Kitchen and dining-room for Teacher Training College in Noh Bo
Client: Teacher Training College (TTC) and Noh Bo Church (property owner)
Design: Daniel Evensen
Project manager: Paw Eh Wah
Team: See Da Pah (leader of building site), Phillipa, Pah Me, Kee Kee Pah, Saw Dee, Pah Da.
Villagers has contributed with day labor
Counselors: Jae-Young Lee, Line Ramstad
Project period: 2018-2019
Square meters: 72 m²
Costs: 351 162 THB (89 950 NOK)
TTC in its environment in Noh Bo village
Our program manager Paw Eh Wah, graduated from TTC in 2015.
Teacher Training College (TTC)
The school is a collaboration between a Teacher Education Program in a University in New Zealand and a local Karen teacher training school. It was first established in Mae Lah Camp, the largest refugee camp on the border, but moved to Noh Bo in 2013. Through TTC, numerous new teachers with an actual understanding of children’s needs are educated, and with tools like activities and games, they increase the student’s ability to learn. TTC also trains their teachers in short and long-term planning and implementation of different subjects to different classes. A strong contrast to the regular memorization that is the norm in this area.
TTC`s success is mainly built on the hard work of dedicated and knowledgeable teachers Graeme and Kendal Cook who have built and are running the school. Former students also continue to work for the school after they finish and provide continuity. Our leader Paw Eh Wah is one of them. After fulfilling her training years, she is now working fulltime with Gyaw Gyaw, but all the knowledge she gained through her TTC years benefit us on a daily base.
Teacher Training College is renting space from the local church in Noh Bo and has long needed a new kitchen and dining room. TTC will always have a good standing for us and since we have also not worked for the church for many years, it was an easy project to accept. It was also an appropriate project to introduce Daniel to work along the border.
We started the design process with a joint inspection on site and a common brainstorming around size, function, shape and materials with all of Gyaw Gyaw and representatives from TTC present. Daniel then continued the process from Trondheim (Norway) with feedbacks from Jae in Berlin (Germany), Line in Årnes (Norway) and Paw Eh Wah and the team in Noh Bo. This was the first time a design was drawn from another place and cooperation done across continents, but Paw Eh Wah maintained the relation with the school and the church, gave feedbacks to the architects and tied it all together.
As usual, most of the frames changed along the way, but with years of experience, Paw Eh Wah lead the project with a steady hand. She was also a clear voice on behalf of the team and the school during the design process, and a strong leader for everyone during the construction period. Line had the overall responsibility and pulled the strings when necessary.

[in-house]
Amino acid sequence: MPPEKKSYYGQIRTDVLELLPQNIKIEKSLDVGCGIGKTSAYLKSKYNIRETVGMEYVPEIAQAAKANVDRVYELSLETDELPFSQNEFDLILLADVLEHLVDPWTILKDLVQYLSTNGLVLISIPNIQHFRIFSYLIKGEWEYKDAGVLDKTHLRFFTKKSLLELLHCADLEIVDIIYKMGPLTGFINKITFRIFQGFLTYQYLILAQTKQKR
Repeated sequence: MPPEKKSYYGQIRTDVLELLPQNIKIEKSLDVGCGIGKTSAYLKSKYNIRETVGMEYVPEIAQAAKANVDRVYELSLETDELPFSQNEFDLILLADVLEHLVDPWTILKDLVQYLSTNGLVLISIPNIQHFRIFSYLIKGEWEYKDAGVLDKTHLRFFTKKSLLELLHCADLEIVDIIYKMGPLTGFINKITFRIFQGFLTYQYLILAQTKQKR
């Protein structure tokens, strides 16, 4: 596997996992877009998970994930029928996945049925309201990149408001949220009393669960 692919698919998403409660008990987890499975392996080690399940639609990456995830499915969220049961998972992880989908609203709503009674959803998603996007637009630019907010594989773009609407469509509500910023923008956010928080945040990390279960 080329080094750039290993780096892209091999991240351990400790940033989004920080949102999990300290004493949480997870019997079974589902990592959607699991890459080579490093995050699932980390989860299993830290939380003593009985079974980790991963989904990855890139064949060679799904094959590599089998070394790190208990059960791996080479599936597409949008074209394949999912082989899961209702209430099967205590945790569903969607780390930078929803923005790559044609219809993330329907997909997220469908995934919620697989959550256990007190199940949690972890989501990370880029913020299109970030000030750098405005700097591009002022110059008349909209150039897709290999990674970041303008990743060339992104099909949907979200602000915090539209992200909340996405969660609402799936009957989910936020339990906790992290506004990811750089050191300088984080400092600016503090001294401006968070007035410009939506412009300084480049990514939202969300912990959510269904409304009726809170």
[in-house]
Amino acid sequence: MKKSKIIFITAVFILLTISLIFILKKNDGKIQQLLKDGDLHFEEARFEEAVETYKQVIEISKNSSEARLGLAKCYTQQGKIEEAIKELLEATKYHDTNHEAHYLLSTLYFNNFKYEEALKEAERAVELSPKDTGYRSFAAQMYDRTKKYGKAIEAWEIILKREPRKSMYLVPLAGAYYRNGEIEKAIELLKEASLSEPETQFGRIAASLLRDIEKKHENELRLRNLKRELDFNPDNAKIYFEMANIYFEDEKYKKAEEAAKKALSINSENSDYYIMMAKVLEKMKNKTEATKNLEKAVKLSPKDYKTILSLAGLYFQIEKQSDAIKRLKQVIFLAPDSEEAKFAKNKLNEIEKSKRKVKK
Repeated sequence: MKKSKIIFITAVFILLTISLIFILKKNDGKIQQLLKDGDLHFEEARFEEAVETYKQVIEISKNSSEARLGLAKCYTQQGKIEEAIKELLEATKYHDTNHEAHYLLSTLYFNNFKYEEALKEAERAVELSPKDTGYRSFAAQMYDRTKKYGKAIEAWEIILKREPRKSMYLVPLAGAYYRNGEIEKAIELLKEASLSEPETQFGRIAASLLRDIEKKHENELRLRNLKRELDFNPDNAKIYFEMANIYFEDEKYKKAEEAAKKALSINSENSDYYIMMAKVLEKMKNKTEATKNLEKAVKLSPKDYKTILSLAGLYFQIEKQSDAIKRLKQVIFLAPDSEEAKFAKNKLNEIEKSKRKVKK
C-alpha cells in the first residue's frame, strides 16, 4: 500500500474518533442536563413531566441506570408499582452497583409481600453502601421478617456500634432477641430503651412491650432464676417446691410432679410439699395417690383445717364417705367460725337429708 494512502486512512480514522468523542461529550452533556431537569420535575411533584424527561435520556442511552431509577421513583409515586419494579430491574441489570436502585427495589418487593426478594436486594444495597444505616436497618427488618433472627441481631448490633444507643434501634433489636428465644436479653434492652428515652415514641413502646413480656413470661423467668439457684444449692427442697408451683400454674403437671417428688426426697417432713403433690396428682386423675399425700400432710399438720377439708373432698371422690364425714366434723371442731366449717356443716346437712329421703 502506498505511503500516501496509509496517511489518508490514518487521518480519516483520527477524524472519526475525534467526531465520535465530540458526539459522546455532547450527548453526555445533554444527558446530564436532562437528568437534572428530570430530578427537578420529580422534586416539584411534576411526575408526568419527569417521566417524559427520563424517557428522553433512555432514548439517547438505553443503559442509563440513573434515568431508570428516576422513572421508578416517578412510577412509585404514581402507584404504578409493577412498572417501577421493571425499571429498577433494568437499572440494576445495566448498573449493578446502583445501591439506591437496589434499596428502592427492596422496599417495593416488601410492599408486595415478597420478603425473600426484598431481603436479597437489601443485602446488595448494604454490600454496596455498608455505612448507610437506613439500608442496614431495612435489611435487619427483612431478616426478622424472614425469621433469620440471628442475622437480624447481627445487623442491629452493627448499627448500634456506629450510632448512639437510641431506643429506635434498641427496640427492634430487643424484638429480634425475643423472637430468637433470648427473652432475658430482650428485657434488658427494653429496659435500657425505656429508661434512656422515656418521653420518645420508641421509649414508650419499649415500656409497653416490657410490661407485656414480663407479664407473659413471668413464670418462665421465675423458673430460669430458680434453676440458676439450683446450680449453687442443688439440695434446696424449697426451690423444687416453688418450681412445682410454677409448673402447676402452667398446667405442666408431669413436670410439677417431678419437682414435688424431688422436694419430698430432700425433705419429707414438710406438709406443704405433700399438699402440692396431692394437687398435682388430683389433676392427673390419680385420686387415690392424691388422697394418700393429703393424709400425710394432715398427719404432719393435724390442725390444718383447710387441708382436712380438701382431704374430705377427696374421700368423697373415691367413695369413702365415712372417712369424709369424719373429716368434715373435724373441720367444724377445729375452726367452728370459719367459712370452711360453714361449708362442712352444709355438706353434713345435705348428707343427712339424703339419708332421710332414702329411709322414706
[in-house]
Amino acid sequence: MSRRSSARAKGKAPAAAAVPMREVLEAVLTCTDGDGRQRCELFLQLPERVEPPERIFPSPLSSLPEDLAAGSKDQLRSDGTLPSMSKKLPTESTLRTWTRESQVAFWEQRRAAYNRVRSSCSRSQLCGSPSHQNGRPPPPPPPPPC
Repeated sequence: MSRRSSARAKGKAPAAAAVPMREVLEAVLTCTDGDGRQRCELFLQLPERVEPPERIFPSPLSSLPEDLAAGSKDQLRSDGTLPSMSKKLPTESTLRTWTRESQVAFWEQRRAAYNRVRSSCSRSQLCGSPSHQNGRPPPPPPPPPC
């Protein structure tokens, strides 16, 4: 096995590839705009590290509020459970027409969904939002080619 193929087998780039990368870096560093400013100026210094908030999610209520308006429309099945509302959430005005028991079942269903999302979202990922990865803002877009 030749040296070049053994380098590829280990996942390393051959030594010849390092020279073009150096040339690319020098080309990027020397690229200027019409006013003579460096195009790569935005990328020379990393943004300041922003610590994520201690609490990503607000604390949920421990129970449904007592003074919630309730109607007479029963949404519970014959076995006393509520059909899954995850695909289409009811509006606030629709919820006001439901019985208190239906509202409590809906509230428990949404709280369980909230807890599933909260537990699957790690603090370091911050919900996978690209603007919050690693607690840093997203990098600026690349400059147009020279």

All rooms are based in and around a central element built in bricks in the building’s full length. On one side is a kitchen, food preparation and a washing area. On the other side is a dining room. The wall itself is angled and in each cubicle is a small room for storage. The brick wall is a free-standing element. It holds weight from the roof, but the main construction is secondhand timber posts on concrete shoes that is connected with timber beams in a traditional structure. It is also strengthened with diagonals.
The outer walls are full height doors/windows and wall modules in a pattern of slanted timber slats and bamboo braided in beautiful patterns. The flexibility in the wall’s openings can be used to adjust to the light and sun impact through each day and different seasons. It is also made a water storage system for the kitchen and built benches and tables for the dining room.
Materials: Traditional Karen building structure, but with square timber posts, concrete floor and a centrally placed brick wall that divides the functions in the house length direction. The brick wall also doubles as storage place. Outer walls are made in a combination of timber, vertically placed and slightly slanted for airflow, but no direct sunlight inside. Doors and windows are timber frames with braided bamboo in traditional patterns.
TTC kitchen and dining room is built for the students and teachers at Teacher Training College (TTC) in Noh Bo. It is also used by the church that owns the property for their weekend schools and for servings in connection to their services. With its newly gained popularity, the kitchen and dining room is also used as a community building when space for larger gatherings are needed.
With a new architect on the team, and facilities in the village like electricity, water and good roads that gives access to materials in shops in addition to from nature, this building is the most advanced we have ever built. It is no doubt it is both beautiful, functional and popular, but it differs too much from traditional construction to affect future construction in the village.